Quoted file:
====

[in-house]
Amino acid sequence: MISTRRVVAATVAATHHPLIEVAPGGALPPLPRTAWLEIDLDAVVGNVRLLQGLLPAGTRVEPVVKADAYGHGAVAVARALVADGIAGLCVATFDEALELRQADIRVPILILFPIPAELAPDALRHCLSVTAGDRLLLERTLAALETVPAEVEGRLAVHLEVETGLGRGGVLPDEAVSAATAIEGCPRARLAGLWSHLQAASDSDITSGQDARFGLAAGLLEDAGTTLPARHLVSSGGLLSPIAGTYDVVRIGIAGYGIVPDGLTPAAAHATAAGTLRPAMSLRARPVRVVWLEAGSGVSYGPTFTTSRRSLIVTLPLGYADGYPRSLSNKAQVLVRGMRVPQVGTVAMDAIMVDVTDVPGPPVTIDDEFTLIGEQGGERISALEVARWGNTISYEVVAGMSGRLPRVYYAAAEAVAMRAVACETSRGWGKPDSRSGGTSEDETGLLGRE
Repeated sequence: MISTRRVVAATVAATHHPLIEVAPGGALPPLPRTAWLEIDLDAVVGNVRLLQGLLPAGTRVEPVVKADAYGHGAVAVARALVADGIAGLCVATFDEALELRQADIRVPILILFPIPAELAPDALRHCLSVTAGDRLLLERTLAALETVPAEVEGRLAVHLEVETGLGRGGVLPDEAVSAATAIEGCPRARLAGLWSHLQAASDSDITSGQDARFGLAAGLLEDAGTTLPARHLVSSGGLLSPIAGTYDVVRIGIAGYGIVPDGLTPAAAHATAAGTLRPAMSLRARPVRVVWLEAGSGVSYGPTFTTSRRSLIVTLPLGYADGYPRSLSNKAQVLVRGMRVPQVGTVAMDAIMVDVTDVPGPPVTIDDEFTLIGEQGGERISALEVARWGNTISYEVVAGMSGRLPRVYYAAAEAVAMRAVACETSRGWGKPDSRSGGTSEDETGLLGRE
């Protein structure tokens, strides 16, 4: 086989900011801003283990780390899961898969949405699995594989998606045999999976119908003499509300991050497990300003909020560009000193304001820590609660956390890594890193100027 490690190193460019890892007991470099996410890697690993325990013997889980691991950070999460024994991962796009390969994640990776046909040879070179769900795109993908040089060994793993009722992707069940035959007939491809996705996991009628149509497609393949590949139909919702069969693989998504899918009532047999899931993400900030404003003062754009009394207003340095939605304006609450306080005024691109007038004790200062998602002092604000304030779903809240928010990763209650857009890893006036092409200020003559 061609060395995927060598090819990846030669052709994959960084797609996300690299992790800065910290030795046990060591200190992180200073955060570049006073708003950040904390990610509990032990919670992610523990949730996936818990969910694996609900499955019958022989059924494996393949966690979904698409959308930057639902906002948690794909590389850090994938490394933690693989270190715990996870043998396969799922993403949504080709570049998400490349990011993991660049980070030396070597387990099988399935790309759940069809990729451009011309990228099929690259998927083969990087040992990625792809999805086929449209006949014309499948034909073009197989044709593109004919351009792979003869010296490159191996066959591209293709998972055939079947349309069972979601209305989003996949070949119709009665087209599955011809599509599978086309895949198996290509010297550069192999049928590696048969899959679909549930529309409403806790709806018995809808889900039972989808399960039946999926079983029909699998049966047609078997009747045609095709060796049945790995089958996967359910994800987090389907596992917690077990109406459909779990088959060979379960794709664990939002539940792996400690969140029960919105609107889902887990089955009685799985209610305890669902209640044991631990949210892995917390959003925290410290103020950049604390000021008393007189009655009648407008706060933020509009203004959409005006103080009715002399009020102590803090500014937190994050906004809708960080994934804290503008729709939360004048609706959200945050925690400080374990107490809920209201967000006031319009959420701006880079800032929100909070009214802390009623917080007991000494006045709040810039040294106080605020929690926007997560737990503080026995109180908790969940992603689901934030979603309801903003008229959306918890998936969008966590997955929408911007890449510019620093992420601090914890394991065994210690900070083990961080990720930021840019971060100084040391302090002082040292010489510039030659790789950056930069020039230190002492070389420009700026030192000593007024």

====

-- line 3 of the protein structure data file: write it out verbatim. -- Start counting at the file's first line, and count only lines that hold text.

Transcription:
Repeated sequence: MISTRRVVAATVAATHHPLIEVAPGGALPPLPRTAWLEIDLDAVVGNVRLLQGLLPAGTRVEPVVKADAYGHGAVAVARALVADGIAGLCVATFDEALELRQADIRVPILILFPIPAELAPDALRHCLSVTAGDRLLLERTLAALETVPAEVEGRLAVHLEVETGLGRGGVLPDEAVSAATAIEGCPRARLAGLWSHLQAASDSDITSGQDARFGLAAGLLEDAGTTLPARHLVSSGGLLSPIAGTYDVVRIGIAGYGIVPDGLTPAAAHATAAGTLRPAMSLRARPVRVVWLEAGSGVSYGPTFTTSRRSLIVTLPLGYADGYPRSLSNKAQVLVRGMRVPQVGTVAMDAIMVDVTDVPGPPVTIDDEFTLIGEQGGERISALEVARWGNTISYEVVAGMSGRLPRVYYAAAEAVAMRAVACETSRGWGKPDSRSGGTSEDETGLLGRE